Once again, Ibrahim Parlak and his supporters, say they are literally fighting for his life.
Parlak is the Kurdish immigrant who migrated to the Chicago area in 1991, starting a restaurant which soon became a favorite dining spot in Harbert, MIchigan.
He became a favorite too. The quiet man who said he had to flee violence and oppression in his native Turkey, was quickly embraced by the summertime crowds on the Michigan shore, as well as permanent residents of the sleepy communities along the Red Arrow Highway.
Parlak admitted a messy past, where as part of the Kurdish minority, he was accused by Turkish authorities in connection with a 1987 border skirmish where two soldiers were killed. He admitted he had been in the area, but denied involvement.
And the United States government believed him, granting Parlak asylum in 1992, in a letter where they stated, "It has been determined you have established a well founded fear of persecution upon return to your homeland."
For twelve years, Parlak thrived, raising a daughter and becoming what his community called a model citizen. Then in 2004, at the height of post 9/11 fright, the bottom fell out, when he was arrested by Immigration authorities, accused of lying on a green card application about his Turkish past.
"I didn't do anything wrong," he told NBC 5 in a jailhouse interview in August of 2004. "I don't know why I am here."
Parlak said his attorney had checked two boxes wrong on a form--that what the Department of Homeland Security called deception, was a simple clerical error.
But even now, Parlak speaks of his love of America, and his belief that federal authorities will eventually stop their pursuit.
"Yes, I got treated unfairly by some government office," he said Wednesday. "That just not what America is about."
Parlak's many supporters, Democrats and Republicans alike, have rallied around him. Congressmen and a Senator floated private bills to keep him in the U.S. For eleven years he managed to stave off removal.
But now Parlak's fight has resumed with new fury. Just before Christmas, immigration authorities came calling again. Turkey had agreed to take him. And the U.S. delivered a simple message: we're sending you back.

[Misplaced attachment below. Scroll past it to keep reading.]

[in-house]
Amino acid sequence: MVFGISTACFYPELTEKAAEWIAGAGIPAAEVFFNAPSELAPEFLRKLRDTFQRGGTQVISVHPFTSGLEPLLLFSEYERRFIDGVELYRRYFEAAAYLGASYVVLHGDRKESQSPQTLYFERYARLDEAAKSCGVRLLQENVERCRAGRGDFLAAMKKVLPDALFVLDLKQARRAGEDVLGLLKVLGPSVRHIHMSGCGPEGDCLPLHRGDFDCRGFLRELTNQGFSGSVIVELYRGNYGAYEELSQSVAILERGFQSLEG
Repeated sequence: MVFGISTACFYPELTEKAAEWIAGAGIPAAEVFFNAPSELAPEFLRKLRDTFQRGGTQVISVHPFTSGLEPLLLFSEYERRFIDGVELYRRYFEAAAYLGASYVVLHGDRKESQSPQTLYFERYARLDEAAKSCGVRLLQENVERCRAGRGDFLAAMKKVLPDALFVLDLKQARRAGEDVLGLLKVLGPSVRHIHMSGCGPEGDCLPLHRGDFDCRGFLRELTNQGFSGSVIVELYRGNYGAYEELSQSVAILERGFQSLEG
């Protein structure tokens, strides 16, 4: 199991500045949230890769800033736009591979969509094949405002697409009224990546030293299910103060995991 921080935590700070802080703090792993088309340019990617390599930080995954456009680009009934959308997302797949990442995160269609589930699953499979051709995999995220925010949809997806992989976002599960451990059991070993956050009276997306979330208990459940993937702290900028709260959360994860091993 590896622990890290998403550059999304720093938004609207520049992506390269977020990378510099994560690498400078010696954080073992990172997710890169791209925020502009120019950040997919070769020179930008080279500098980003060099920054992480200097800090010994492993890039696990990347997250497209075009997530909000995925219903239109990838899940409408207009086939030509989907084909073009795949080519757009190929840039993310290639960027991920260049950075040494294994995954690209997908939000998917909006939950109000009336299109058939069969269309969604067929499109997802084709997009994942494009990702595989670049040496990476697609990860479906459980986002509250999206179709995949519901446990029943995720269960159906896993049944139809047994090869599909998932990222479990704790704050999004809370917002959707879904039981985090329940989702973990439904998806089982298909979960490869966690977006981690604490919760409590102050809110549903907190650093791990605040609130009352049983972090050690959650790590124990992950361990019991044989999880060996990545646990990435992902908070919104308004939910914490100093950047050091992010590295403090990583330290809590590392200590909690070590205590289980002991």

"I'm in a ground hog movie," Parlak said Wednesday. "You know, you wake up every morning, and it just starts all over and over and over."
At a packed gathering at Parlak's Cafe Gulistan, Republican Congressman Fred Upton outlined a new effort to request recognition that Parlak would face torture if he was returned to his native Turkey. He said he had been joined in that effort by Democrat Jan Schakowsky of Chicago.
"It's just stunning to me that they would waste so much time, going after a respectable citizen," Upton said. "Why are we spending money and everything else, going after an innocent man who wants to live in this country and raise his family--just crazy!"
Parlak's attorney Robert Carpenter of Chicago says the current government action against his client has a deadline of March 22, barring success with Upton's effort.
"I believe his life would be in jeopardy," Carpenter told NBC5. "The government could then remove him to Turkey where he would likely be tortured or killed."
The Department of Homeland Security's Department of Immigration and Customs Enforcement offered little comment on Parlak's case.
"ICE is presently conducting a review of Mr. Parlak's case," the agency said in a statement. "Therefore, his removal is not imminent. Mr. Parlak is, however, subject to periodic reporting requirements."
Observers agree that over the last eleven years, the tremendous bipartisan support of community members and lawmakers has probably spelled the difference in keeping Parlak in America, during a fight which has spanned two White House administrations. Over 30,000 people have signed an online petition.
"It's insanity, gone crazy," says friend Martin Dzuris, a conservative Republican who has supported Parlak from the beginning. "He is an American. He is representative of our values."
Upton agreed, telling the Secretary of Homeland Security in a letter, that Parlak "has embodied the epitome of what all immigrants who come to our nation aspire to achieve."
"We want to build a strong, proud country," said Upton. "He believes in the American dream. He's done it. And to send him back to face torture, maybe death, shouldn't happen."
For his part, Parlak says he still sees past the current dispute, when he can finally seek the U.S. citizenship which has always been his dream.
"Of course," he said. "That will be the day to celebrate!"